Marcy Dermansky is the author of the new novel The Red Car. She also has written the novels Bad Marie and Twins, and her work has appeared in a variety of publications, including McSweeney's and Salon. She lives in New Jersey.
Q: How did you come up with the idea for The Red Car and for your main character, Leah?
A: This book started as a writing exercise for me. I decided I would imitate the style of Haruki Murakami, a writer I love. I would write something that bordered on the surreal.
I decided that Leah would resemble a Murakami protagonist – only American and female. She would think herself ordinary and actually be extraordinary. She would be an object of desire. From there, the book took a life on its own.
Q: I was going to ask you about Murakami. He comes up in the book, and a couple of early reviews compared the book to his work. What do you think of the comparison?
A: The people who have read Murakami can’t miss the influence, but you also don’t have to have read his work to enjoy his book. You also don’t have to be a Murakami fan, because in the end, I wrote my own book. My first reader – I found out later – hates Murakami (which is crazy) but she loves this novel.
Q: How would you describe the relationship between Leah and Judy?
A: It’s a complicated relationship. On paper, Judy is Leah’s boss. She is also a mentor. She is also a friend. Sometimes she acts like Leah’s mother and Leah does not always accept her advice in a kindly manner. They love each other. It is sad that they lose each other, even before Judy’s death.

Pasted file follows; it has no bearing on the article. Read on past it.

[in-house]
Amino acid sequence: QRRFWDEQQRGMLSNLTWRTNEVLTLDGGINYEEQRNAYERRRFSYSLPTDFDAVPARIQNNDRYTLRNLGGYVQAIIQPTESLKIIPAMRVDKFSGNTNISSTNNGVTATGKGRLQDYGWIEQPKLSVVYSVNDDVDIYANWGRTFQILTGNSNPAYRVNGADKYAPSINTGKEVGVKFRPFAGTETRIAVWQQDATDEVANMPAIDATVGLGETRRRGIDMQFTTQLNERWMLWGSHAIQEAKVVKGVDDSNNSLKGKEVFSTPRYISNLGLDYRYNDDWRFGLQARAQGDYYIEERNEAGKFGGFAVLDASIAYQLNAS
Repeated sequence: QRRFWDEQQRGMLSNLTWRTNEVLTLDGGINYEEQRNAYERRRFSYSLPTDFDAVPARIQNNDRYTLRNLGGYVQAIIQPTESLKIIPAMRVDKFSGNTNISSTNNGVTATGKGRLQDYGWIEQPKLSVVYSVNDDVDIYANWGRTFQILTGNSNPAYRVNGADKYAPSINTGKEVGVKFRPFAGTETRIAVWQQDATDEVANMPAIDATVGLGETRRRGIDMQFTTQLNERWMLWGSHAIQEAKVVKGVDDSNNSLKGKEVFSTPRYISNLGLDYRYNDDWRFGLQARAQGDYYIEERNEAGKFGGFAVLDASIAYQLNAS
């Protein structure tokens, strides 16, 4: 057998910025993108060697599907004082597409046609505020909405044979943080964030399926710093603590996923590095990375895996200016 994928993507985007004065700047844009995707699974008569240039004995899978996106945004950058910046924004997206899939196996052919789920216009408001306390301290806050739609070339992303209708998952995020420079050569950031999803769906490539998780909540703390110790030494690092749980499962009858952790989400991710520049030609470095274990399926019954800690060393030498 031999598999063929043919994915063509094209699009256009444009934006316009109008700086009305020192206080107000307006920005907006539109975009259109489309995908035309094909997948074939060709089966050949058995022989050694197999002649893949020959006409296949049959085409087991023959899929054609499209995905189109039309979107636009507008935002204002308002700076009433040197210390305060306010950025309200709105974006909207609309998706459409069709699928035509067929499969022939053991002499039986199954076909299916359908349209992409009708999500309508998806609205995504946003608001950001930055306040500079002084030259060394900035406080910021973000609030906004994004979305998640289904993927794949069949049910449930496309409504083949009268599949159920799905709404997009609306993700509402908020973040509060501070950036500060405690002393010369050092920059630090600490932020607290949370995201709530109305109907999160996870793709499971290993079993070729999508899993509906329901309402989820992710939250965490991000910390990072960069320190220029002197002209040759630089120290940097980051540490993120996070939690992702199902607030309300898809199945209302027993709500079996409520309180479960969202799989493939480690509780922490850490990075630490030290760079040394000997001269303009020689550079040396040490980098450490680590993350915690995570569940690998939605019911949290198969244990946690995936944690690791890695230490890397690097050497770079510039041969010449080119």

Q: Do you know how your novels will end before you start writing them, or do you make many changes along the way?
A: I don’t know how they will end. And yet, I don’t make that many changes along the way. This novel, in particular, came out strangely right. The ending never changed. Nothing really changed. My first draft is not that different than the final book. That is not always my experience.
Q: What are you working on now?
A: I am slowly tinkering with new ideas. Slowly. And I am taking pleasure in the release of this book.
Q: Anything else we should know?
A: It’s a nice question. I used to ride a unicycle. I love to make small watercolors of flowers. I have a 7-year-old daughter. I feel so lucky and grateful to have published this third novel. I currently have two cats sitting with me on my office chair making it hard to finish this interview.
--Interview with Deborah Kalb